Watergate Cake - Gastro Obscura


Watergate Cake

Beneath its "cover-up" of icing, this dessert hides a bunch of nuts.

Most political scandals tell the same story: Peel back the sweet, innocuous surface and there’s nothing but a bunch of nuts beneath. The same could be said of Watergate cake, a cosmic-green dessert that allows you to indulge your sweet tooth along with your nostalgia for the break-in that brought down a president.

Watergate cake’s origins go back further than that fateful thwarted burglary on June 17, 1972. They begin with a “salad” that was really a pudding. As companies were pushing instant foods in the 1950s and ’60s, dishes like fruit salads got makeovers. When “pistachio salad” debuted, the only fruit inside was canned pineapple—mini marshmallows, chopped nuts, pistachio-flavored pudding, and Cool Whip made up the rest.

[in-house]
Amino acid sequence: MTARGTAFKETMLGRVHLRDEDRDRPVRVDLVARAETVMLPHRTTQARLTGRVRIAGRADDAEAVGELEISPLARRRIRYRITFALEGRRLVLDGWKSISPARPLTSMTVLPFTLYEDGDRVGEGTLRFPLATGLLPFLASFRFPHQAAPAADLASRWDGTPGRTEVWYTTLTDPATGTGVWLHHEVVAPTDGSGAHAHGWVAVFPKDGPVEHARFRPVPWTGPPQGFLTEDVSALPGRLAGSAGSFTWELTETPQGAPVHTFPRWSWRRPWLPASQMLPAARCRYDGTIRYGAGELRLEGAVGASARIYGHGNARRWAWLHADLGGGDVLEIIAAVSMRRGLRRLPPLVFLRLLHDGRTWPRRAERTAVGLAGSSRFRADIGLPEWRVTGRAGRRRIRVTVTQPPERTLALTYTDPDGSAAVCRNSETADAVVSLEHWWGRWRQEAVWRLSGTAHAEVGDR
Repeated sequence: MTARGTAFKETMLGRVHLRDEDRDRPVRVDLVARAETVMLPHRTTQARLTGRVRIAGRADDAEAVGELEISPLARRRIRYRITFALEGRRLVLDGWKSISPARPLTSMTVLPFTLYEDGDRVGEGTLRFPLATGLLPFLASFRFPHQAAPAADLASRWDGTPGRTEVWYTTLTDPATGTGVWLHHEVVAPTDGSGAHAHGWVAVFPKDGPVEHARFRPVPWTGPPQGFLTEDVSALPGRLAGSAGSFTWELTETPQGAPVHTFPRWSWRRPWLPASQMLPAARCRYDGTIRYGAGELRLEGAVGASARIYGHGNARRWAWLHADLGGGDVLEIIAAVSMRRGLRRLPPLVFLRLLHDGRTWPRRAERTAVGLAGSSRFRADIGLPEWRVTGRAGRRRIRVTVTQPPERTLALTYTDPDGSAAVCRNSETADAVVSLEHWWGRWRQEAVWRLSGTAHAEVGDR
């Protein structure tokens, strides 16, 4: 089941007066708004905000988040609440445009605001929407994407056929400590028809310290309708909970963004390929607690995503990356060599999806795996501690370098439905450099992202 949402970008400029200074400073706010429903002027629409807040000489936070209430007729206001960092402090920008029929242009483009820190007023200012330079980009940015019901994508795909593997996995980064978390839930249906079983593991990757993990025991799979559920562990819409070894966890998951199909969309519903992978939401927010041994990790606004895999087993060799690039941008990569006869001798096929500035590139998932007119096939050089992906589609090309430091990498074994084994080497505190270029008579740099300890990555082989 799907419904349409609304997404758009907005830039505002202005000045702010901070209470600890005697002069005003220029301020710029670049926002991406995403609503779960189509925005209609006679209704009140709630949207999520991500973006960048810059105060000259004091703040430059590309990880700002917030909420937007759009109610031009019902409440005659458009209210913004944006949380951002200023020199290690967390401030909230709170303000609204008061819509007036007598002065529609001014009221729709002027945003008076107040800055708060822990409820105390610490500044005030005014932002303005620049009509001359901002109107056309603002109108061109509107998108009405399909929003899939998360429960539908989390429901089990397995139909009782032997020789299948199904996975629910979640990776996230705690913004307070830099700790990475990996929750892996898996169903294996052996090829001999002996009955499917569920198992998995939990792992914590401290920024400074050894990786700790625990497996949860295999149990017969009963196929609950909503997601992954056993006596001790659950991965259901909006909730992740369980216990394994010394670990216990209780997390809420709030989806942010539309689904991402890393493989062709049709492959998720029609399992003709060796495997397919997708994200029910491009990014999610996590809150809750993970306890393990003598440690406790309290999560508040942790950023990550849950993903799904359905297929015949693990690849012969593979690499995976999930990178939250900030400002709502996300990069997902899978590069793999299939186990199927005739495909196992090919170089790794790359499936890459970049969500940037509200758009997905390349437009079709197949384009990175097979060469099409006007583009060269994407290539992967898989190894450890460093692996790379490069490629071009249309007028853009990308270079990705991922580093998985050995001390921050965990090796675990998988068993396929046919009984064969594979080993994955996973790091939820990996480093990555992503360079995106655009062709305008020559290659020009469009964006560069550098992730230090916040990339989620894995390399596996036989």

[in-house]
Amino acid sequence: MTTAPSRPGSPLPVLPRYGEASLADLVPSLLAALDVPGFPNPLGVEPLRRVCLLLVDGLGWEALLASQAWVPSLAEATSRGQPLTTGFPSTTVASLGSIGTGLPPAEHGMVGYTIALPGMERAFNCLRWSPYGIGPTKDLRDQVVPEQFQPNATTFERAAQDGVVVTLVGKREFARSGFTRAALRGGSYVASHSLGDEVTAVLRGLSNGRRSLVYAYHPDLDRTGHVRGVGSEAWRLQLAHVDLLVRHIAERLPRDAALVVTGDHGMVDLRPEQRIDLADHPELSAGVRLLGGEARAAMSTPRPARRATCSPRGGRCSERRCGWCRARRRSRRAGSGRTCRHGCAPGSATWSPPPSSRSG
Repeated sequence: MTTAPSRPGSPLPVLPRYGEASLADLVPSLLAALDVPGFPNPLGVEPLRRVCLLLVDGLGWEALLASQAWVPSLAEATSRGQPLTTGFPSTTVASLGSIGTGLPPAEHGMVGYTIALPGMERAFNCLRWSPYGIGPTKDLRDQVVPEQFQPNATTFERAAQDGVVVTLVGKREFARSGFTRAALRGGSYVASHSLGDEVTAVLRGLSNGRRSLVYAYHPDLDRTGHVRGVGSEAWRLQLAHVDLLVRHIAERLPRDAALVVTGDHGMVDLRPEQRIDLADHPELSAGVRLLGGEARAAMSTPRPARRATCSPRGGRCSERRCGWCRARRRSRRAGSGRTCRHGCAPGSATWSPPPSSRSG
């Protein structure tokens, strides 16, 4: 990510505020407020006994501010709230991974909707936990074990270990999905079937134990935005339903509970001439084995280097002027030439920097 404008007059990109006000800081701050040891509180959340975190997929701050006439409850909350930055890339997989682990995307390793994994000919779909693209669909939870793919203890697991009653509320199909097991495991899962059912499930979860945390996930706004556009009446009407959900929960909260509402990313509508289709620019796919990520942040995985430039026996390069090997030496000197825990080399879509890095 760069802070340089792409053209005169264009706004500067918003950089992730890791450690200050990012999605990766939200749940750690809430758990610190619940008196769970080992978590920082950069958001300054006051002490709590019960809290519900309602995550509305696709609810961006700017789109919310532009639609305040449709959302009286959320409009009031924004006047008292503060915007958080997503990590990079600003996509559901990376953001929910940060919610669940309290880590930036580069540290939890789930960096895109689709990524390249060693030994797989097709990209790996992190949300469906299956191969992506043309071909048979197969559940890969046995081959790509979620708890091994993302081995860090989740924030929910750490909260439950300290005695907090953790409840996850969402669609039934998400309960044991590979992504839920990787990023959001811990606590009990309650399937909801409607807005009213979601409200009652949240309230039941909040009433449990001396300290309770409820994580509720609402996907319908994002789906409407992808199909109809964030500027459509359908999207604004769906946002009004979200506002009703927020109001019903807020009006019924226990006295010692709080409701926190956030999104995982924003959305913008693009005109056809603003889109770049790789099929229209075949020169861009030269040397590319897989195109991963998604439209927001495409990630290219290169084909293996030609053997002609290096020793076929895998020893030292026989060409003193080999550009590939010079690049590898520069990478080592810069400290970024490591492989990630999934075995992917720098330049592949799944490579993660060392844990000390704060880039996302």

By the 1970s, housewives transformed the salad into cake with the addition of white cake mix, vegetable oil, and club soda. They also swapped out the pineapple and mini marshmallows for pecans (or sometimes walnuts) and sweetened, dried coconut flakes. They frosted their finished creations with pistachio pudding–laced Dream Whip.

Some time after President Richard Nixon resigned in 1974, both dishes were renamed Watergate salad and Watergate cake. With a “cover-up” of green icing or pudding hiding a bunch of nuts, each treat offered a bright, sweet counterpoint to one of the most shocking periods of modern political history. It should be noted that many versions don’t actually hide the nuts very well, perhaps a nod to the fact that Nixon’s deeds were eventually discovered.

Nixon’s take? No word on the pistachio-based treats, but during his presidency, rumors flew that the 37th president loved ketchup on his cottage cheese. Suddenly, the Watergate desserts don’t seem so scandalous.

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